Mt. Everest Expedition: Team Feels Strong After First Night at Camp 2
The weather could not have been better last night and early today. Right now it is snowing lightly. It can sure help to have stable weather conditions for any night at 21,300’ and a major bonus to have calm weather for the first night of many at that altitude. The word from above is that the team did well during the night. So well in fact, that Dave was able to rally the team early this morning for a 7:30 a.m. departure and climb to just below the Lhotse Face. That section took about an hour and forty-five minutes. We would call that part of the day, the approach to the climb. Above where they stopped is a continuous steep climb to get up to Camp 3, which sits at 23,900’ more or less. Dave reports that since we have been having daily snow, the conditions on the face have improved. What we saw in the earlier part of the month was blue ice on most of the face.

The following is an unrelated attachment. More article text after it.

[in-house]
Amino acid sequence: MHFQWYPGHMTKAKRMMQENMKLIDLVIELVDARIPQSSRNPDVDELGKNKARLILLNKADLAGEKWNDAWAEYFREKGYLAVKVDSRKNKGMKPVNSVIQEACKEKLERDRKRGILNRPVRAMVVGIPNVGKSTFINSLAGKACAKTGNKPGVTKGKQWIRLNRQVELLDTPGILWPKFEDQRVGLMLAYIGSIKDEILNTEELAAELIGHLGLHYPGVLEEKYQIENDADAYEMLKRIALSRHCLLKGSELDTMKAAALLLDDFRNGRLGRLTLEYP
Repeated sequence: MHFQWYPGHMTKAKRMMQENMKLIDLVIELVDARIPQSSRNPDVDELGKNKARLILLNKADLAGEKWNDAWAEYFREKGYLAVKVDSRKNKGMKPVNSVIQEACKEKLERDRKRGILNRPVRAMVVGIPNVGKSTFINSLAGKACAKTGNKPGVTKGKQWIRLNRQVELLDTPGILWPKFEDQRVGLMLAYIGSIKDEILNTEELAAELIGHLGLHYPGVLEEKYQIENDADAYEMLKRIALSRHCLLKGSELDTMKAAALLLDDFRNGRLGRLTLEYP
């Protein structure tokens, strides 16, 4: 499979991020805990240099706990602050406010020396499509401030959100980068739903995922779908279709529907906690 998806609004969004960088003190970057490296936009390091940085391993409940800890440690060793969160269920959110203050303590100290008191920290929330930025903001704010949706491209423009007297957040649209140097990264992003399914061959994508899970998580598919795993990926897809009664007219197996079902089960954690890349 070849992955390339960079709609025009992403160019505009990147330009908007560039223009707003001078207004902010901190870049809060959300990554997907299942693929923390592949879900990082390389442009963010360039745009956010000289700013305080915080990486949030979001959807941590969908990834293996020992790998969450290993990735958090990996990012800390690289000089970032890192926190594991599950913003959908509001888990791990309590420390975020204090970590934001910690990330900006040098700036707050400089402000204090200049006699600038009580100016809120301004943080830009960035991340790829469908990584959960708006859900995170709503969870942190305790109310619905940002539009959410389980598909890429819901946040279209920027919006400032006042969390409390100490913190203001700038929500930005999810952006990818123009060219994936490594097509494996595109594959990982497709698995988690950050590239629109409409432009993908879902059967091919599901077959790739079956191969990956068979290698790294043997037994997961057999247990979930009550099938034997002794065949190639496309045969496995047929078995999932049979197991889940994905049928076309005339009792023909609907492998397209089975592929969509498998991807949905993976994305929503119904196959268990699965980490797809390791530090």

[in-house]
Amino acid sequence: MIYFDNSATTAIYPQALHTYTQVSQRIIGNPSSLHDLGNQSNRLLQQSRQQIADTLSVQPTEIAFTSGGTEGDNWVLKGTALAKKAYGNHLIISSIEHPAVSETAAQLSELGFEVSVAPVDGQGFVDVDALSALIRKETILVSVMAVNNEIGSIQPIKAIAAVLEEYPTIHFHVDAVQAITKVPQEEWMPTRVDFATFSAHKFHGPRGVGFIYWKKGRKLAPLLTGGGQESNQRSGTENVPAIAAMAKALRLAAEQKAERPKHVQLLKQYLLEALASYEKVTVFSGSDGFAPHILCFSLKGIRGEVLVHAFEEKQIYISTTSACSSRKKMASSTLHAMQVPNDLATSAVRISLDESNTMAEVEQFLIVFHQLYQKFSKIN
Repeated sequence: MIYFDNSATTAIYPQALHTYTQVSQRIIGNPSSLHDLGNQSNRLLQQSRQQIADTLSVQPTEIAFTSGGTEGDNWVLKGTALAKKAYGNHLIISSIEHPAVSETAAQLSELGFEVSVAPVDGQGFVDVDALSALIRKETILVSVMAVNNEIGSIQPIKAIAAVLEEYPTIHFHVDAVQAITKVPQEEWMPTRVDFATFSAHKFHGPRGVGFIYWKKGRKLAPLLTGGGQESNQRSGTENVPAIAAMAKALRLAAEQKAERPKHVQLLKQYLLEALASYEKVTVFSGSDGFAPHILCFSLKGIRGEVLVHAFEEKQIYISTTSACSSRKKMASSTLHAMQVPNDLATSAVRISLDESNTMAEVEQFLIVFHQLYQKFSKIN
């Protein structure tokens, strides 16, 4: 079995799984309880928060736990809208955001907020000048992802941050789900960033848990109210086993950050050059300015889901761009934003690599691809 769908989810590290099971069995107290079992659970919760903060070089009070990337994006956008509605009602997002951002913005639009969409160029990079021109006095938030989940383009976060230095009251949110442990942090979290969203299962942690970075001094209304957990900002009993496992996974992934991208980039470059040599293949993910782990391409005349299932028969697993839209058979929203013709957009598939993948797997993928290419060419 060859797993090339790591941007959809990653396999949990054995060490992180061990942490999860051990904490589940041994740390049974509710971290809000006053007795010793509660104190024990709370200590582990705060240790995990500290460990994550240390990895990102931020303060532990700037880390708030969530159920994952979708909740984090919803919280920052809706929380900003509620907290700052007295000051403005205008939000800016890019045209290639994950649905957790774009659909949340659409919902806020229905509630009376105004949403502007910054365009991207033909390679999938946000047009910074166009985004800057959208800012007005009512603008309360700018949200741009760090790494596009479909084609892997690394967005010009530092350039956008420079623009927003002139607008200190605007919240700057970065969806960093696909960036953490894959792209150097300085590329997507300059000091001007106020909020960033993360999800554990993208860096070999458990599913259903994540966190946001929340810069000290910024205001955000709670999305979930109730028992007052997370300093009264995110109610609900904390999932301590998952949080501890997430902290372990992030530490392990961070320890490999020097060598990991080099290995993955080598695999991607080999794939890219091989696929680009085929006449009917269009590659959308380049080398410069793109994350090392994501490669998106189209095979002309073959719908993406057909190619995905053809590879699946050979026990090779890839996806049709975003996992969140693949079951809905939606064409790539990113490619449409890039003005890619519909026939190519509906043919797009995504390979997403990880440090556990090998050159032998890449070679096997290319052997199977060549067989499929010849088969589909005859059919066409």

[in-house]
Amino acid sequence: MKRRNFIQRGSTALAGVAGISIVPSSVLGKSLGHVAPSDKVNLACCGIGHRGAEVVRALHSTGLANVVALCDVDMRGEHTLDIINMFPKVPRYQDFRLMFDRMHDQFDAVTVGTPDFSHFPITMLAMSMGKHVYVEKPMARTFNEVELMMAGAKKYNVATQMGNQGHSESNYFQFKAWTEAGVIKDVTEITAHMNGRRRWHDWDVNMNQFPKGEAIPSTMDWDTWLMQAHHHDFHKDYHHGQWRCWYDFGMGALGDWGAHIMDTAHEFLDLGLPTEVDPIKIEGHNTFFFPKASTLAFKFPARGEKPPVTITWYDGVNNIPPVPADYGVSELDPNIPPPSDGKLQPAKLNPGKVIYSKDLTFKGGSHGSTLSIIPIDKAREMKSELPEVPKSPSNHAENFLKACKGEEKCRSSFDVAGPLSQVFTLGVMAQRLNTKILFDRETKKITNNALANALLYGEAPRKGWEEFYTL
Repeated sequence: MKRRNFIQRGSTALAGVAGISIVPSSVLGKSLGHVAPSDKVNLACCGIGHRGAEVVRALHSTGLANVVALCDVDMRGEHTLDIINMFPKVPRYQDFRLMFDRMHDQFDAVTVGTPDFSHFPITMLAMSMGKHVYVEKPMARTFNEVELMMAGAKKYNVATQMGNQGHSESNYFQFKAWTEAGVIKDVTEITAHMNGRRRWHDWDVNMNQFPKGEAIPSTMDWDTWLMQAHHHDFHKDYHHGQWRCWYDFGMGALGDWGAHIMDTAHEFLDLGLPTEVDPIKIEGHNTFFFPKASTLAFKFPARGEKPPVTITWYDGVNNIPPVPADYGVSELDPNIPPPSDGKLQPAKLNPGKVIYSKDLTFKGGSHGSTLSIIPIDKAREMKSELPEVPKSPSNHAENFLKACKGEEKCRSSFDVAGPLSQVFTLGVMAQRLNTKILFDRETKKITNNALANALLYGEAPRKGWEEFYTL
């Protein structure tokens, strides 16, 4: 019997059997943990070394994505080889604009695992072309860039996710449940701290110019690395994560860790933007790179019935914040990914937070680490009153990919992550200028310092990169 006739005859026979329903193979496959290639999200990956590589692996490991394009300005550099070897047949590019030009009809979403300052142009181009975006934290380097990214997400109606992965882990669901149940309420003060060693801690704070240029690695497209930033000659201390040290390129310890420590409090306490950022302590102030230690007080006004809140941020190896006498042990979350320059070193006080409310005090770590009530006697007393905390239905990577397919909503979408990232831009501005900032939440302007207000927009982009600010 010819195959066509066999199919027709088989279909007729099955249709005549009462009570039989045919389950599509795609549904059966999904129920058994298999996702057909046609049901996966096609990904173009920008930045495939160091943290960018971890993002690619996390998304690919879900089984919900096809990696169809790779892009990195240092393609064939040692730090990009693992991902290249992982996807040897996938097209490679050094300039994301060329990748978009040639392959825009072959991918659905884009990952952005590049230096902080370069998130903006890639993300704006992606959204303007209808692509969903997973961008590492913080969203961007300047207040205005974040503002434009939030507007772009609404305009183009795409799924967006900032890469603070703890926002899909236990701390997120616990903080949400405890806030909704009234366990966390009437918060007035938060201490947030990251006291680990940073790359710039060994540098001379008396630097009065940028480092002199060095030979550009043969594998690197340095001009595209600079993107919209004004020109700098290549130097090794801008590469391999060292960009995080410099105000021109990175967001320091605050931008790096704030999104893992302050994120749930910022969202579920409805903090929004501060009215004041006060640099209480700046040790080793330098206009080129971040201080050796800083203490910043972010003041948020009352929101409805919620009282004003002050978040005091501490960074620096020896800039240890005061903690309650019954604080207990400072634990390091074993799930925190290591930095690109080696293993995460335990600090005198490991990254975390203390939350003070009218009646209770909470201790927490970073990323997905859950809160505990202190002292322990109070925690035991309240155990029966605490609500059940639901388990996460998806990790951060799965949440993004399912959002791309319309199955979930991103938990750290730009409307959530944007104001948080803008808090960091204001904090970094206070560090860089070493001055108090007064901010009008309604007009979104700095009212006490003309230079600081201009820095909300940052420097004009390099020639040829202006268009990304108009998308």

The previous dry winter has created a big gap between the lower angle slopes and the steep face, which is referred to as a bergshrund. If it were a wet winter with lots of snowfall, that gap could be filled in with snow making crossing much easier. At the last meeting of the teams, we decided to send up a ladder to be placed in that area if it seemed like it would help the climbers get on to the steep section. More progress was made by the fixing team above Camp 3. Sounds like the ropes are set to Camp 4, which is the South Col (26,000’), our final camp before the summit push. More work will be needed to improve the ropes from Camp 2 to the South Col but that is huge to have the initial set in place. Dave, Sara, Bill, and Linden plan on getting on the face tomorrow. This will be a taste of steep climbing at extreme altitude.
The team is right on track and fired up!
Till next time,
RMI Guide Mark Tucker